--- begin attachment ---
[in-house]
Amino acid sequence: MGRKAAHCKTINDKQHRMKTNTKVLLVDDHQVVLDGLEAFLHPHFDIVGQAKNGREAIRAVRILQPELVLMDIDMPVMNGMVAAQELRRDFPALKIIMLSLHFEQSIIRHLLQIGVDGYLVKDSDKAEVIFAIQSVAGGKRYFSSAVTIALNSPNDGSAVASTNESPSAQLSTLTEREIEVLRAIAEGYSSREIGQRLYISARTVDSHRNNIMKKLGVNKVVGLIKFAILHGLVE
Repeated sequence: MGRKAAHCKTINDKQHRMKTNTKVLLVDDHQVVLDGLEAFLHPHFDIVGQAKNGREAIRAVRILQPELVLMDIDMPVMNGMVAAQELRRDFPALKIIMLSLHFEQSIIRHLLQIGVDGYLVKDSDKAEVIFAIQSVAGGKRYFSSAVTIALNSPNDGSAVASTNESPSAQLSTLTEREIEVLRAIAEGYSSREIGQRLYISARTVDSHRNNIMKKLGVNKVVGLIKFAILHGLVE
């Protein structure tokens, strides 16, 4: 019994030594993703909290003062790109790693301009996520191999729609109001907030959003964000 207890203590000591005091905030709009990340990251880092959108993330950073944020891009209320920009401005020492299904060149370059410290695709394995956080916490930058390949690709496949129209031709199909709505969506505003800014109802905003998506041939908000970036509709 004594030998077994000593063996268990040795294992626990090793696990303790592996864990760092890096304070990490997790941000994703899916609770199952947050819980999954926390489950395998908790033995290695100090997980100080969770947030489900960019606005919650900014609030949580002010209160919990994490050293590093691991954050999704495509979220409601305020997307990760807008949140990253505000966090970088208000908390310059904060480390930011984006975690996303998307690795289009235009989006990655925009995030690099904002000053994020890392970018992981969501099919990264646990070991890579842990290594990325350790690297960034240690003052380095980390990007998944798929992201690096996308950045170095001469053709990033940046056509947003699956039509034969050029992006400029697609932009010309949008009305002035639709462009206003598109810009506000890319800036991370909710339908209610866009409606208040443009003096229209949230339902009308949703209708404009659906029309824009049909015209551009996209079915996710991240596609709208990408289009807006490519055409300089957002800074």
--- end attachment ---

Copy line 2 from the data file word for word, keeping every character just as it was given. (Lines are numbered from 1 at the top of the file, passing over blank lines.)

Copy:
Amino acid sequence: MGRKAAHCKTINDKQHRMKTNTKVLLVDDHQVVLDGLEAFLHPHFDIVGQAKNGREAIRAVRILQPELVLMDIDMPVMNGMVAAQELRRDFPALKIIMLSLHFEQSIIRHLLQIGVDGYLVKDSDKAEVIFAIQSVAGGKRYFSSAVTIALNSPNDGSAVASTNESPSAQLSTLTEREIEVLRAIAEGYSSREIGQRLYISARTVDSHRNNIMKKLGVNKVVGLIKFAILHGLVE